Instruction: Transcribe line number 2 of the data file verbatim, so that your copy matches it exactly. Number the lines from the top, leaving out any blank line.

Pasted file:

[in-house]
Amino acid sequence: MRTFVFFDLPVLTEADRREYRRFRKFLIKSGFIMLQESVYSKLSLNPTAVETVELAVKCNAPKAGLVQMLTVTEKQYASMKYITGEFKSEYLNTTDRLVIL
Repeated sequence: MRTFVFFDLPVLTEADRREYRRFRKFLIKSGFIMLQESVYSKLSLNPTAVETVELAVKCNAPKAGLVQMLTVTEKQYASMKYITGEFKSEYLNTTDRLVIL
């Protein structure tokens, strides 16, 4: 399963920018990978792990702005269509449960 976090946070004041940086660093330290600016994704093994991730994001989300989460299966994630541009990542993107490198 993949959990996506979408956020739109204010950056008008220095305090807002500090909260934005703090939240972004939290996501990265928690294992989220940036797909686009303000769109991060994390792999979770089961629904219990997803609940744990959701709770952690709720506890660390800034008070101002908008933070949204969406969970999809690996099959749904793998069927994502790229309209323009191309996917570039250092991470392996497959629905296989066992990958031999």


Amino acid sequence: MRTFVFFDLPVLTEADRREYRRFRKFLIKSGFIMLQESVYSKLSLNPTAVETVELAVKCNAPKAGLVQMLTVTEKQYASMKYITGEFKSEYLNTTDRLVIL